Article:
Someone asked me for my pie crust recipe. I use my mother’s pie crust. It comes out perfect every time and tastes good in both savory and sweet pies.
The secret? Believe it or not, it’s Crisco. Although I also make pie crusts using butter, I find Crisco makes a flaky texture in a crust. I keep a container of it in the pantry specifically for this use.
The below recipe makes enough for a double pie crust or two single pies.
If I’m making a single-crust pie, like my recent butternut squash pie, I typically roll out the dough and put in two separate pie tins. I bake the pie crust I’m not using for 10 minutes so that it is partially cooked, wrap it up, and put it in the freezer. Later, if I want to make a quiche or another custard pie, I pull it out, let it defrost, and bake according to the directions. It’s great to have a pie crust on hand for an easy dinner or fast dessert.
My mom made up this recipe through trial and error, so it’s a little odd, but it works. Here it is:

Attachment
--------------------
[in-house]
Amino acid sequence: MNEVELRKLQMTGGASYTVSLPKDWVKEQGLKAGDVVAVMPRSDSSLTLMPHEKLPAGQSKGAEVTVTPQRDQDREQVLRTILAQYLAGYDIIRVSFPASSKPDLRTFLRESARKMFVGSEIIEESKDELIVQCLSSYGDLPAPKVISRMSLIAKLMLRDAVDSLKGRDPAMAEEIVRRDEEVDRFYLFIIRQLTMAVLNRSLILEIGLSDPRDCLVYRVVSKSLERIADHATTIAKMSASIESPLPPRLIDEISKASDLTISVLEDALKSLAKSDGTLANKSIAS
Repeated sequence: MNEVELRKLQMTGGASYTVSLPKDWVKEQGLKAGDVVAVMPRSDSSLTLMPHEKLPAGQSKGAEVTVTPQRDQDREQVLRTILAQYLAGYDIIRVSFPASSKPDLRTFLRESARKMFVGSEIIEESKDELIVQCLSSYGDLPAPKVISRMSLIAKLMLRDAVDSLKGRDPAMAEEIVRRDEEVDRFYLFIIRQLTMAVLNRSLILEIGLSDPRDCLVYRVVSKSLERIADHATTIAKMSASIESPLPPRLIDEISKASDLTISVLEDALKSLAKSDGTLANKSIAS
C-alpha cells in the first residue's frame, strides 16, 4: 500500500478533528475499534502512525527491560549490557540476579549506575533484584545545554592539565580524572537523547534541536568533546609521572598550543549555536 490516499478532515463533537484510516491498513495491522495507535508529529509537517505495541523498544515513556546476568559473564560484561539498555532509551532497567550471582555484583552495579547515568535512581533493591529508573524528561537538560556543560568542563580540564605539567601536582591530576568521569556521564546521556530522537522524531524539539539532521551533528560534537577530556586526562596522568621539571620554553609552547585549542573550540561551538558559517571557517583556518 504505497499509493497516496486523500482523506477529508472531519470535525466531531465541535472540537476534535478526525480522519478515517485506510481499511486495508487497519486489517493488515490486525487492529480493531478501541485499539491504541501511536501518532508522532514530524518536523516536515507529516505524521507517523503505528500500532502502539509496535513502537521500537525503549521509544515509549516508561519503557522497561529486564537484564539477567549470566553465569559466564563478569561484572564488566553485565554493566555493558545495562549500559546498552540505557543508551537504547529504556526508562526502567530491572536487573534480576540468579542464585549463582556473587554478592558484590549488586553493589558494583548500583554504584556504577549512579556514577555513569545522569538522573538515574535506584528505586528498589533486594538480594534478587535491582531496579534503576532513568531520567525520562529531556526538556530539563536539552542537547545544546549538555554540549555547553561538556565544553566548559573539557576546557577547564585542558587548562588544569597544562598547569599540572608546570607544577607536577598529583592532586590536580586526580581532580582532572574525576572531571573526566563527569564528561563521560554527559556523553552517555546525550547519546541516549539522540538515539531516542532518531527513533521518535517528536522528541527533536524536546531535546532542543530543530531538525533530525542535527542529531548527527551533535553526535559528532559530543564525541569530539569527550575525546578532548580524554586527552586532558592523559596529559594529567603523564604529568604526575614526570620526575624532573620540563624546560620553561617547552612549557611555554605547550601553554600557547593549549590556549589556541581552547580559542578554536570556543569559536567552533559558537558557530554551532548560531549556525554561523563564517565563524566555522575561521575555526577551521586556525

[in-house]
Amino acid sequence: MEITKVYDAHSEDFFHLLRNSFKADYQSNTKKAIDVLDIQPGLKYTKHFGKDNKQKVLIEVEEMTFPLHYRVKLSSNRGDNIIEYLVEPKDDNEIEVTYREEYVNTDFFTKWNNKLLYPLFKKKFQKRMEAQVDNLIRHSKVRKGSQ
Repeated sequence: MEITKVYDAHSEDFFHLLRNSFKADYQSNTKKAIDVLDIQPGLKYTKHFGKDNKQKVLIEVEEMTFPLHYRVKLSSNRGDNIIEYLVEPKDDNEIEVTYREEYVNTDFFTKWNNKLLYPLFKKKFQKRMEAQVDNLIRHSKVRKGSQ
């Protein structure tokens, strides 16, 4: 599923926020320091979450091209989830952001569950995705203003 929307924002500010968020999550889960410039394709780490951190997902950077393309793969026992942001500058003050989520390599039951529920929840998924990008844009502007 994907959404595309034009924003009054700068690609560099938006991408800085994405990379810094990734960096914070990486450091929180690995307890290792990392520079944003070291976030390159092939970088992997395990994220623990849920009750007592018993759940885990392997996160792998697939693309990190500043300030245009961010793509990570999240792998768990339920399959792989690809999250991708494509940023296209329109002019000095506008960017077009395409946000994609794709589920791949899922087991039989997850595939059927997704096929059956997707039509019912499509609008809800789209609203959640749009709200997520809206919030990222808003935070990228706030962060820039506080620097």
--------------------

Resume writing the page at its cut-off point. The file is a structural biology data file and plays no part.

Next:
Savvy Housekeeping Pie Crust
(Makes two pie crusts)
2 1/4 c all-purpose flour
1 tsp salt
1 c Crisco
1/3 c cold water
In a bowl, combine the flour and salt. Add a scant cup of Crisco. With your hands, mix until the Crisco is integrated with the flour. It will look chunky and crumbly, like you are making biscuits.
Remove 2/3 cup of the dough and put in a separate bowl. Add 1/3 cup cold water to the 2/3 cup dough and mix with a fork until it is soft and mushy.
Add the wet dough to the dry dough and mix.
That’s all there is to it.
If you are making a double crust pie: divide the dough in half, roll out each section, and proceed according to the recipe you’re using.
If you are making a single-crust pie, and want to pre-cook the dough: divide the dough in half. Roll out and put in two pie pans. Crimp the edges of both pies. With a fork, pierce all over the bottom of the crust so that it won’t bubbles when you cook it. Preheat the oven to 425 degrees. Bake for 10 minutes and remove from the oven. Proceed with your recipe.
Pies are good.